Judge Russell Engebretson thinks Cuba may be an okay place to take up residence, if he can only score a lucrative conducting gig in Havana.
Ten beautiful musicians, playing the harmonies of Cuban music, demonstrate the power of music to cross timeless boundaries.
Cuba Mia: Portrait of an All-Woman Orchestra is a 2002 PBS documentary that captures a few weeks in the lives of a Cuban all-woman orchestra called the Camerata Romeu. The film was scripted by director Cecilia Domeyko, and plays out more like a movie than a documentary. The cameras follow the musicians into their homes, offer a glimpse of their family lives, and track them as they commute to and from rehearsals. The film is structured so that all the struggles—the grueling practice sessions, rehearsals, juggling of families and careers—culminate in a triumphant concert at the Basilica in Old Havana.
The orchestra's lineup at the time of filming included the following players: Lianne Lastre (percussionist), Yescenia Fales (Cellist), Dayren Santamaria (violinist), Caridad Zalvida (Bass Player), Yohima Fernandez (violist), Anolan Gonzales (violist), Veronica Reyes (violinist), Yadira Cobo (violinist), and Zenaida Romeu (conductor).
The documentary has three compelling hooks to draw viewers in and keep us watching. Firstly, it was filmed in Cuba. It's interesting to see Havana from different perspectives: from the upper class home of the conductor to the cramped apartments of the musicians; the crumbling, crazy mix of architecture that ranges from baroque to neo-colonial to contemporary; the ancient automobiles held together with not much more than baling wire and a prayer. Secondly, the orchestra (actually, more of a large string ensemble) is all females. That's not unique, but unusual enough to stimulate the viewer's curiosity as to why its conductor settled on the idea of an all-woman orchestra. Finally, the orchestra includes Latin styled music as part of its repertoire. It's delightful to hear the Latin, Afro-Cuban, and Spanish pieces (amazingly, all played from memory) performed by classically trained musicians.
On the down side, the documentary as a whole is somewhat bland, typical PBS fare. Although the musicians' circumstances are real, the documentary often feels contrived: one young violinist practices for hours on her balcony in a crowded apartment complex, but not a single neighbor complains. Brief interviews show only smiling residents who are happy to hear her play from morning to evening all week long. I don't buy it. Not every one is fond of classical music, and even the most entranced listener needs a break, or might want to give something a spin on the record player in lieu of a continual practice session. Another scene—shot against the background of a beautiful seascape—shows the girls meeting up with their boyfriends on a well-deserved break from the pressures of rehearsal; then it's nose-to-the-grindstone time as they resume their brutal schedules. There is abundant real drama in these young women's lives without the need for such manipulative script clichés—except, of course, to provide a feel-good story arc that keeps the viewer in a comfortable, well-worn groove.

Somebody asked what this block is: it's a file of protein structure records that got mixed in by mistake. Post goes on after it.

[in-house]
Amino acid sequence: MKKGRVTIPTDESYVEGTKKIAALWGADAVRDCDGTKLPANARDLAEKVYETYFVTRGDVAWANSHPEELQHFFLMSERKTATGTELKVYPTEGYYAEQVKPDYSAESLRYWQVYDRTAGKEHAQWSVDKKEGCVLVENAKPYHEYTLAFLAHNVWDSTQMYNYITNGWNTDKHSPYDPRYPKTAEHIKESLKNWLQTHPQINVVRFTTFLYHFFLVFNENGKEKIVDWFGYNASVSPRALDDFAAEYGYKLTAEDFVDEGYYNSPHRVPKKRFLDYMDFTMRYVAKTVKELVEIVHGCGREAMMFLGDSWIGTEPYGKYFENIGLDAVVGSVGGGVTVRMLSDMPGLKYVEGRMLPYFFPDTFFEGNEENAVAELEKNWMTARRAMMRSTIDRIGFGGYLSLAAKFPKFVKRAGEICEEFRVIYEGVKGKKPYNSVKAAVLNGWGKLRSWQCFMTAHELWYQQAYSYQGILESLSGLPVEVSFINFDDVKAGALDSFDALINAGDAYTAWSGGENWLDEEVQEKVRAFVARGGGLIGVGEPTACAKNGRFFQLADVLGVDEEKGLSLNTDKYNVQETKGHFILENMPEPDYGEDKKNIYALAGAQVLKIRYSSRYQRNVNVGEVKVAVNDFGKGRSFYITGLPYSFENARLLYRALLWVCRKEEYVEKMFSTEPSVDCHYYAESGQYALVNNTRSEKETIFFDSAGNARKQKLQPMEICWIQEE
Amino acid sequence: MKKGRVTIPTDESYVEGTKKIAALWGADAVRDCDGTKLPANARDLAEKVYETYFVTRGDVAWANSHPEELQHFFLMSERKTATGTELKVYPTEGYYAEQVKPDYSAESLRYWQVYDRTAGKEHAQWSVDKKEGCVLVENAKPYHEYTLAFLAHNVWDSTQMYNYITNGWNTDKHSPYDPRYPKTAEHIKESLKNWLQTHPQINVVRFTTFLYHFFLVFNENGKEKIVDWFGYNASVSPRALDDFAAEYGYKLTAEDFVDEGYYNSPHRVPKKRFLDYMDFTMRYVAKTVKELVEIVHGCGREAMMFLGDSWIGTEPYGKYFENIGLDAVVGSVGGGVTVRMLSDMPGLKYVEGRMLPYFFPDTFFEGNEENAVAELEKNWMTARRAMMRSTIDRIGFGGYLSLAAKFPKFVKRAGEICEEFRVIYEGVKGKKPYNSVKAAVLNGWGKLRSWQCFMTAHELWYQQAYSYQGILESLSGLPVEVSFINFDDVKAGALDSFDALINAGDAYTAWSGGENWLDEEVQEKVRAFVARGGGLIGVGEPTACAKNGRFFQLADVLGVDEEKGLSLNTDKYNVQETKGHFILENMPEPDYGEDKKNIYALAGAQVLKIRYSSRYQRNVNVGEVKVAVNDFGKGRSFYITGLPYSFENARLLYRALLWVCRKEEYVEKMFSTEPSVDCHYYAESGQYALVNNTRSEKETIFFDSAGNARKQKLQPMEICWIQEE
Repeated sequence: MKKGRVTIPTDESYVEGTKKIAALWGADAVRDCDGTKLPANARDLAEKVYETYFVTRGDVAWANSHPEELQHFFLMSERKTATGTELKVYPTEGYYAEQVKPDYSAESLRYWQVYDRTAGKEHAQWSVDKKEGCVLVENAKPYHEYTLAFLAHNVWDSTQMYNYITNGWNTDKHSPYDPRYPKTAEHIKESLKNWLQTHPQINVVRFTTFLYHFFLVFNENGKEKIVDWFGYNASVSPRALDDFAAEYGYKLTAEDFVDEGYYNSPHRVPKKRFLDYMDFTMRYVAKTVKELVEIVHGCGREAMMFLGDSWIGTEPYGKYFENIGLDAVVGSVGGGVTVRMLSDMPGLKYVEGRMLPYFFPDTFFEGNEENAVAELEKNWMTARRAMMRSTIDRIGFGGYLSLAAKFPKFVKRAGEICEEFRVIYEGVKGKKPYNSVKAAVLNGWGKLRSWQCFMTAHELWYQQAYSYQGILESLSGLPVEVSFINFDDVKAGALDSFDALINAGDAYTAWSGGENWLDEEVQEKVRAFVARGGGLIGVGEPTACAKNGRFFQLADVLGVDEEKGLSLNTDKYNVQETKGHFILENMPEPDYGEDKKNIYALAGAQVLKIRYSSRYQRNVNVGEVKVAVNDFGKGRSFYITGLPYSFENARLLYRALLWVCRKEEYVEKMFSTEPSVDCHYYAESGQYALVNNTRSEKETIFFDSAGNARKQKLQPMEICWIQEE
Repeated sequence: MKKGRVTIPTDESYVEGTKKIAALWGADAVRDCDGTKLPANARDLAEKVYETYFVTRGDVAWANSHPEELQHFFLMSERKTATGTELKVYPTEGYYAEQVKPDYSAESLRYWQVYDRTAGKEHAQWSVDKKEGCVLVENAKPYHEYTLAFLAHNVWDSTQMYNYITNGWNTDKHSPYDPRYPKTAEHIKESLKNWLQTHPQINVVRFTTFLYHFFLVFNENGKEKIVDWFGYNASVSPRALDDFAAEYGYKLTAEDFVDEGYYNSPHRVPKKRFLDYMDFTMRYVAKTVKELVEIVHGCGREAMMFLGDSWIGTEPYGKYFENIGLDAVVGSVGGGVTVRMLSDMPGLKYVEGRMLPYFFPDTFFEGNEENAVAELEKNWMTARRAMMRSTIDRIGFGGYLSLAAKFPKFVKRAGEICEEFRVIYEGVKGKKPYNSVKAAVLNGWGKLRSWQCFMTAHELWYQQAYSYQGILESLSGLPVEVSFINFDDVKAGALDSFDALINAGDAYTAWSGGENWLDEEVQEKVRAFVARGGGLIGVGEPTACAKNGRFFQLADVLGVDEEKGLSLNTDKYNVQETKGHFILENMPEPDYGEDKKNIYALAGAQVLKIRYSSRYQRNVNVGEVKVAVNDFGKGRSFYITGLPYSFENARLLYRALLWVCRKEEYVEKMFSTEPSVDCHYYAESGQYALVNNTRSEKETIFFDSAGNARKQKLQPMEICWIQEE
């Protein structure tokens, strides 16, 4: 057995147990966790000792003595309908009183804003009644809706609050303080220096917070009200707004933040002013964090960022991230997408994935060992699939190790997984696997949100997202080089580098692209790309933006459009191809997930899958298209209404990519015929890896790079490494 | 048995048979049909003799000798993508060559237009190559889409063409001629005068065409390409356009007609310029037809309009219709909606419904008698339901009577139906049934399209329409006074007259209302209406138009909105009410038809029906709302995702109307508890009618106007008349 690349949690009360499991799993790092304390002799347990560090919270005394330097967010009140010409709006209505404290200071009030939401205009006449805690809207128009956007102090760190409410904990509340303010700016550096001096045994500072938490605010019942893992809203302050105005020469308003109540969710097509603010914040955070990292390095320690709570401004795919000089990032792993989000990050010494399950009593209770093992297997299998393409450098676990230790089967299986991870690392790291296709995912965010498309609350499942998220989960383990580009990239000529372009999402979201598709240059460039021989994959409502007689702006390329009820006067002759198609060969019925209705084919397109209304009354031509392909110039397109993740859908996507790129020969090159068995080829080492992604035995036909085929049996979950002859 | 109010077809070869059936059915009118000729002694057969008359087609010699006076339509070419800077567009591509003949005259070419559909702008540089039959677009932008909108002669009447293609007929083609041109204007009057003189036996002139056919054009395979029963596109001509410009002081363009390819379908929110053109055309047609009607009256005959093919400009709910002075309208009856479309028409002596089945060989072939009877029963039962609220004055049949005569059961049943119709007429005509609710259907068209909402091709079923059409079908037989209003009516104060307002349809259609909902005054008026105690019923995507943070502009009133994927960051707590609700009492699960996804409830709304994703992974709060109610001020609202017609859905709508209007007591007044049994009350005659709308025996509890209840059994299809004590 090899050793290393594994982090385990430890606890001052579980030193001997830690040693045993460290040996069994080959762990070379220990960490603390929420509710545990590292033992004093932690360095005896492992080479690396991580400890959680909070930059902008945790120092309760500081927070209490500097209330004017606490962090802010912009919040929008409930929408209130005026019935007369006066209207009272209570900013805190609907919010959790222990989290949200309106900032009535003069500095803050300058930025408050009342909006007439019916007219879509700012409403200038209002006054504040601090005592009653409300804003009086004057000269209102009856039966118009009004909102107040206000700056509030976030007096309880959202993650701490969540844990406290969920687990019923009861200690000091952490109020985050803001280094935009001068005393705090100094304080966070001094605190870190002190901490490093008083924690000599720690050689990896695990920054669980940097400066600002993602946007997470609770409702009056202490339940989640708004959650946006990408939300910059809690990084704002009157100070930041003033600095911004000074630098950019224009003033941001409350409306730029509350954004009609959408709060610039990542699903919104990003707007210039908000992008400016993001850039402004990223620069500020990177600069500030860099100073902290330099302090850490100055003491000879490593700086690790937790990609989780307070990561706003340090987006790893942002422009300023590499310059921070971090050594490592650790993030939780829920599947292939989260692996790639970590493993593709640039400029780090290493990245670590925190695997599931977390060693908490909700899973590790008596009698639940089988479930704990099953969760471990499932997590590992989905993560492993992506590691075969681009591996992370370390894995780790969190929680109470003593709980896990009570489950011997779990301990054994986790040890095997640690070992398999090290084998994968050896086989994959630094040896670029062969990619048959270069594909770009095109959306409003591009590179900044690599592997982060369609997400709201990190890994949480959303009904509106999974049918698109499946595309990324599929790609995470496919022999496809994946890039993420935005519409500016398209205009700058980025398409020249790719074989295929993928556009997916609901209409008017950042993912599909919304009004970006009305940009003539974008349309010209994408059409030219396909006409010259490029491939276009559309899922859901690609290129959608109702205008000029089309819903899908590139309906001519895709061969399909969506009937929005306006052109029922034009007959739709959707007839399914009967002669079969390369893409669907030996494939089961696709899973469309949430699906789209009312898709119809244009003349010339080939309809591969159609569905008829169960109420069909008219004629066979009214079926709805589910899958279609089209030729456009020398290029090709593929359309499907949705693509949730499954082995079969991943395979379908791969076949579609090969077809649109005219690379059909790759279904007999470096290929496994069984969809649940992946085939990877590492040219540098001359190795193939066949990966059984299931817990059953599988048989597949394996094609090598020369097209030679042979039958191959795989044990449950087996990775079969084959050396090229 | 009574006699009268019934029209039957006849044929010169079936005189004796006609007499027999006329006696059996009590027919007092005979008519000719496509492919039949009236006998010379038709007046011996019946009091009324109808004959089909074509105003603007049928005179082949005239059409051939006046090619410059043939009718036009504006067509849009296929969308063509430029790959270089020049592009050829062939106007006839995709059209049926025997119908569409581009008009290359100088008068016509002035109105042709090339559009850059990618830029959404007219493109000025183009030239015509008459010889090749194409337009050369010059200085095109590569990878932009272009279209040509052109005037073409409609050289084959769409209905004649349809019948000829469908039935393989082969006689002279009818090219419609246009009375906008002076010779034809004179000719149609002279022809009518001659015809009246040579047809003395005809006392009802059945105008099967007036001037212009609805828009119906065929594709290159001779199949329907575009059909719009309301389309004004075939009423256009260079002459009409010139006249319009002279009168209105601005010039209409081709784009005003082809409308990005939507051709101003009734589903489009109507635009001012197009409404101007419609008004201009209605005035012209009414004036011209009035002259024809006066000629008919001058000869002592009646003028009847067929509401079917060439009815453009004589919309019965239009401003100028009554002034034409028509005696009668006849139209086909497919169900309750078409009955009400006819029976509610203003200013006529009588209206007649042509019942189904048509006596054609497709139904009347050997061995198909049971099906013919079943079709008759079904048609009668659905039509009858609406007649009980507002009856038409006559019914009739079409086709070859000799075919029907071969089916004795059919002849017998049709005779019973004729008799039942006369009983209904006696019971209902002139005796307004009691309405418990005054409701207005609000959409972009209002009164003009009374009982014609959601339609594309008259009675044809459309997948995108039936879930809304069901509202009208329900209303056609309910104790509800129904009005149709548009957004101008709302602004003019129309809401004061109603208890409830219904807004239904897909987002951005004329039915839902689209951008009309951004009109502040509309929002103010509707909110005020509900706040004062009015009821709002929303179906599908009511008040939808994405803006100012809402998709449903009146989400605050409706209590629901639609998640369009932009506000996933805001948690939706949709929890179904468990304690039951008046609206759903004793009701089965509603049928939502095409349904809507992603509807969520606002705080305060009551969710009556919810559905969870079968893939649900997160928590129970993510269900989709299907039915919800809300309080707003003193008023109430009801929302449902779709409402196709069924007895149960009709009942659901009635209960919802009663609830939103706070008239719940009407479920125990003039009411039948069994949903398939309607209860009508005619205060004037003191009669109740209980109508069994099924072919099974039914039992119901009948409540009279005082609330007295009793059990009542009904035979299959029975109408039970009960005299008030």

But the film is not all one banal scene after another. Some of the little character vignettes are natural and believable. Bass player Caridad Zalvida, oldest player in the orchestra, does not follow the rehearsal regime of her youthful compatriots. Young classical musicians are by necessity obsessive and fanatically competitive, but Caridad is too devoted to her home life (cooking meals, taking care of her child) to spend her days practicing. Instead, she plays a recording of the concert music that will be part of their program and listens to it throughout the day during her house chores until she has committed it to memory. A few other like-minded scenes gracefully illuminate the characters with the same seeming ease.
It's apparent that the director did not have to beg relatives and friends for funding. According to the "Making of Cuba Mia" featurette, a second unit was hired to help film the Basilica concert—with five stationary cameras and a handheld camera for close-ups and crowd shots. The film crew even had a Steadicam at their disposal. By no stretch of the imagination could Cuba Mia be called guerilla filmmaking.
For such an expensively filmed documentary, the DVD transfer is only a couple of notches above passable. It almost appears to have been duplicated from a tape. Colors are solid and vivid, but there are too many movement artifacts (tearing and combing), and the image is soft. The artifacts will probably not be too distracting on small to medium size monitors. The audio is likewise a rather lackluster Dolby stereo, although the concert footage sounds decent enough. Music from the bonus featurettes (a single concert piece and full-length versions of menu background music) are recorded in the uncompressed audio format LPCM. The CD quality audio opens up the sound of the stringed instruments and delivers a more pleasurable listening experience.
According to a blurb on the back of the DVD keepcase, "If you liked Buena Vista Social Club you will love Cuba Mia." Well, the two films do have Cuba and music in common; otherwise, it's a spurious comparison. The music from Buena Vista Social Club is Cuban roots music played and sung by authentic local folk musicians (with legendary slide guitarist Ry Cooder lending a helping hand, of course); the Latin music played by the Camerata Romeu is filtered through the European classical tradition. As such, the music on Cuba Mia is a novelty, no less than a J.S. Bach cello suite transcribed for banjo. Still, it's a pleasant enough film, and worth a rental if you didn't catch it on PBS.
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Scales of Justice
Studio: Arkadia DVD
• The Making of Cuba Mia Featurette
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